The day started with a cycle through the crisp but sunny city of Copenhagen and ended with the afternoon spent admiring Christmas lights and markets at the Tivoli Gardens amusement park.
After a very jet lagged household was all asleep between 6 and 7.30pm on our first night, most of us managed at least some sleep. The kids slept in til after 7.30am with only a couple of hours awake in the middle of the night for Soren, better than the usual jet lagged effort of being awake from 3 or 4am. They must have been tired! The adults were all up at various states of early but Anto and I would have slept if it weren’t for Soren so didn’t feel too awful.
Upon waking up at 7.30am we did have to convince Astrid that it was actually morning since it was very dark and cold (and stayed that way for quite some time). The morning started with a hot breakfast cooked in the kitchen of our Kobenhavn house and then we all rugged up for our trip into they city and our scheduled morning bike tour. To get into the city we have a 600m walk to Danshoj station, which allowed us plenty of time to watch the 8.40am sunrise!
Then it’s a 4 stop train ride to Copenhagen Central Station (Kobenhavn H). Central is an amazing building and one of the prettiest train station we’ve visited. The kids are also fond of all the Christmas lights and big Christmas trees.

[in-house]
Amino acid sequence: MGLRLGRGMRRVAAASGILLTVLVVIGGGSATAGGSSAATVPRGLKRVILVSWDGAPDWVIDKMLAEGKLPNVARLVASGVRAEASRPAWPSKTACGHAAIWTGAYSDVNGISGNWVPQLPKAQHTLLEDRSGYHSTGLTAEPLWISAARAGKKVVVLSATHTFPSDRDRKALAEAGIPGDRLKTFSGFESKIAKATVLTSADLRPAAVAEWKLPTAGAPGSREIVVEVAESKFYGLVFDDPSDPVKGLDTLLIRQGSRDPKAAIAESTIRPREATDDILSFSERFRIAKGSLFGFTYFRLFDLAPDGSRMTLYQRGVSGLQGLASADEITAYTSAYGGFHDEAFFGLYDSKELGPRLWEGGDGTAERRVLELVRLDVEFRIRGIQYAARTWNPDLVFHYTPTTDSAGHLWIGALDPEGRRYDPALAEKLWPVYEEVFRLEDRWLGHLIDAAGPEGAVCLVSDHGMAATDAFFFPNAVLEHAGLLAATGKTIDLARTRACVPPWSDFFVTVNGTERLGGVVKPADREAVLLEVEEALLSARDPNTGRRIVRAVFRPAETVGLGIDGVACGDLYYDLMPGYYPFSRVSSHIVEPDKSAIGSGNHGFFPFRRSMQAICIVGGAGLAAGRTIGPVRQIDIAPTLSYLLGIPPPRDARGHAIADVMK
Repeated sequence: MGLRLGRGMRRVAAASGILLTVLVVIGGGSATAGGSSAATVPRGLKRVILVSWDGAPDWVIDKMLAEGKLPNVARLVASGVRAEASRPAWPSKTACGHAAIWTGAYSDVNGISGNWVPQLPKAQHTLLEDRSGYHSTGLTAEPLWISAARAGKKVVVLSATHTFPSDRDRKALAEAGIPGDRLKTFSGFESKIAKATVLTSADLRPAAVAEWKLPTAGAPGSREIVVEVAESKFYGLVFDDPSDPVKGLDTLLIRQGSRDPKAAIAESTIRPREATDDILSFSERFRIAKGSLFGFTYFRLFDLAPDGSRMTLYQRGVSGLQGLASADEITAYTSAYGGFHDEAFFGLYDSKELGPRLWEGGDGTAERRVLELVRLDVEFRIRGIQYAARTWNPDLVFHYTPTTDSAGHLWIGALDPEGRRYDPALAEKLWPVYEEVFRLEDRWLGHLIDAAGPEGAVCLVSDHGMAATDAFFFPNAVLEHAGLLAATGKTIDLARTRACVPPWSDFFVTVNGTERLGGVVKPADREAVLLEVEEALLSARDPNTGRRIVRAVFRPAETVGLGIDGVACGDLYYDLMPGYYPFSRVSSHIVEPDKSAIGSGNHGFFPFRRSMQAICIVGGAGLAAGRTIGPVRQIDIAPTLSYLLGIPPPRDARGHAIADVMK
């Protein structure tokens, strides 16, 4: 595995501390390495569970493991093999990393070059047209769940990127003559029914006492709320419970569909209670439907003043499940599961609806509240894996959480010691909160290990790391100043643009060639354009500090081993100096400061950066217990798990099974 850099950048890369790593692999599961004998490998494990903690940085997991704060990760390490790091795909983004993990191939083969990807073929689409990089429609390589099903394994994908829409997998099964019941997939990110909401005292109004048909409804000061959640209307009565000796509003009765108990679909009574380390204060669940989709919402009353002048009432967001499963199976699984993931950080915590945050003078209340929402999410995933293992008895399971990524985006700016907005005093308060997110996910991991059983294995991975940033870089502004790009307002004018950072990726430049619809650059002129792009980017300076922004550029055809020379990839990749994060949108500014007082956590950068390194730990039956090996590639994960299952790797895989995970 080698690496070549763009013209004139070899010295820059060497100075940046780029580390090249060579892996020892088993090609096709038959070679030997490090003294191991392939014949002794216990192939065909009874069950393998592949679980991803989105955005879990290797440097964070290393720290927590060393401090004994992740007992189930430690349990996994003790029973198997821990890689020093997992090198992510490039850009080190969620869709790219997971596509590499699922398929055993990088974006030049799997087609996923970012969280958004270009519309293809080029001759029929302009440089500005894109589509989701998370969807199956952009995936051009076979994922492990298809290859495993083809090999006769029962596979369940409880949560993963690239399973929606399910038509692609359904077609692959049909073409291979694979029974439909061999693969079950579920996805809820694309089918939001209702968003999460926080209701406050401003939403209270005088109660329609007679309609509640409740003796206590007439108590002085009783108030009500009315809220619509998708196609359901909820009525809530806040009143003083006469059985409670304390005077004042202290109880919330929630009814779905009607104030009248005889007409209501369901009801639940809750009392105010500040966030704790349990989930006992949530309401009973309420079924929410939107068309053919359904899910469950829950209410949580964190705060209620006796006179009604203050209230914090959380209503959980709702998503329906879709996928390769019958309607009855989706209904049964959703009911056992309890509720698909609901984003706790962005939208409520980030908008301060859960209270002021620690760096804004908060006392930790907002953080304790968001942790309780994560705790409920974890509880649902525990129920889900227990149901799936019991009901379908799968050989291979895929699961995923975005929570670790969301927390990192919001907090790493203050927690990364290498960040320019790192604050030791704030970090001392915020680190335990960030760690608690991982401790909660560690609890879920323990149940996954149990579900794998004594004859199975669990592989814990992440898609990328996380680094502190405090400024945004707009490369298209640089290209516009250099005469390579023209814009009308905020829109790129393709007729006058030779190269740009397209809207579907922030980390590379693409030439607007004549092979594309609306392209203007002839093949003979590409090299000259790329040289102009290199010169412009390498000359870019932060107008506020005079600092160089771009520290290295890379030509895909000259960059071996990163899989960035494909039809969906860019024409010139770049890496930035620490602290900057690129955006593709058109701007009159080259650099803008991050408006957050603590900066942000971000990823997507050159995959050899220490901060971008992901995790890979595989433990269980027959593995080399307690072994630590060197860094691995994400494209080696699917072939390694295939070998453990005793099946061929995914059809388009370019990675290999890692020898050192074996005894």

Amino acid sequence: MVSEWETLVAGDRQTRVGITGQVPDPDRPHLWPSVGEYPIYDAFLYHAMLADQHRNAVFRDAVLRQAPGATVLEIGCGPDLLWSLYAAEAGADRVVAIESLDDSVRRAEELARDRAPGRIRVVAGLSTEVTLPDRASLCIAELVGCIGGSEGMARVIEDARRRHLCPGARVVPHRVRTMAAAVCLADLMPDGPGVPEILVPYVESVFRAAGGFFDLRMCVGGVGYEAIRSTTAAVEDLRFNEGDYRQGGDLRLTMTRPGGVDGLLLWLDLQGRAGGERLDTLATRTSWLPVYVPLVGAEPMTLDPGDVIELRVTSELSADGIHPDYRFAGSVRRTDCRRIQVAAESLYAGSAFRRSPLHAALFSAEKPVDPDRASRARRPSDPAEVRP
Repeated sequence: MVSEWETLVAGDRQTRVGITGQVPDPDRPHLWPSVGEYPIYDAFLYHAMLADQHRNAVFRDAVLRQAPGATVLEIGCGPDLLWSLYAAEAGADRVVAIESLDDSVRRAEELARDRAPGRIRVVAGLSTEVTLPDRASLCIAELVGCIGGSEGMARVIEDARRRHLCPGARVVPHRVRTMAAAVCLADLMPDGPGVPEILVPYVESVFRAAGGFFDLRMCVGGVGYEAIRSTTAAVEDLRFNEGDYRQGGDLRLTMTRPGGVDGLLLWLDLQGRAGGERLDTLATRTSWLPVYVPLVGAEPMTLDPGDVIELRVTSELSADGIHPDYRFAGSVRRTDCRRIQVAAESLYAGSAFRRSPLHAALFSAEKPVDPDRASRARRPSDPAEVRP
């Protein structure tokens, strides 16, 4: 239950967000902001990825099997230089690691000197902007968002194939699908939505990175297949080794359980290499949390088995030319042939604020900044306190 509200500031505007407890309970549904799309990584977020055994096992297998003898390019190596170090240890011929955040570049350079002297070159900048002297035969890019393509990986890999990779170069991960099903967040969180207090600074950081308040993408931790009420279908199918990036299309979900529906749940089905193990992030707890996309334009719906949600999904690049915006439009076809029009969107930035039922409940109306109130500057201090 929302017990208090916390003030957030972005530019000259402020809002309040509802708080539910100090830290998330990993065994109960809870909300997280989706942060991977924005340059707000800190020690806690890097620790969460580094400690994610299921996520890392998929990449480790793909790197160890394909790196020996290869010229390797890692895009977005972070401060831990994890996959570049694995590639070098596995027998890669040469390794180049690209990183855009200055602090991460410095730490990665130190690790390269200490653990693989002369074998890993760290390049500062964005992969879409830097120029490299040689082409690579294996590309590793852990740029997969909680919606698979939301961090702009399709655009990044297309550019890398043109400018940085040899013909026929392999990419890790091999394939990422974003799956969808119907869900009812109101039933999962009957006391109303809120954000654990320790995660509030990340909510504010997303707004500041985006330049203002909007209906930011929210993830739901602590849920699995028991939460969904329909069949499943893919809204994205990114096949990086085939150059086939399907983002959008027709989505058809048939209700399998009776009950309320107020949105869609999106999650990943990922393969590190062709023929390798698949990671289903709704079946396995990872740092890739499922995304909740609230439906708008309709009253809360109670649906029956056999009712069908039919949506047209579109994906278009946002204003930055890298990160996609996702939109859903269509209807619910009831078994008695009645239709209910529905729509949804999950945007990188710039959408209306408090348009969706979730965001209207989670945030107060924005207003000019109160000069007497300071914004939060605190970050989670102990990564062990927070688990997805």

We noticed on a previous visit to Amsterdam that they are fond of their bikes, and bikes are everywhere around train stations. Well it’s not that different in Copenhagen, except they keep their bikes in a much neater fashion, less piles and much more order! I love a good photo of rows of bikes.
After the train to central and a walk to the Vesteboro starting point of the bike tour. The tours only operate as private and weather dependant tours during Winter, but we’d lucked out and it was a beautiful sunny day, if a balmy 3 degrees! We met our tour guide Christian at 9.30am and he decked us out with our bikes. The kids were in a trailer, to be pulled by Anto. The trailer was remarkably similar to the one we have at home for them. The bikes however, were not that similar to our home bikes. Far more upright and they had handy baskets and trays at the front. Once we were on and riding though I could see why this style of bike was so popular around Copenhagen, you could easily ride on the flat streets wearing regular clothes and it was a fun and easy way to get around.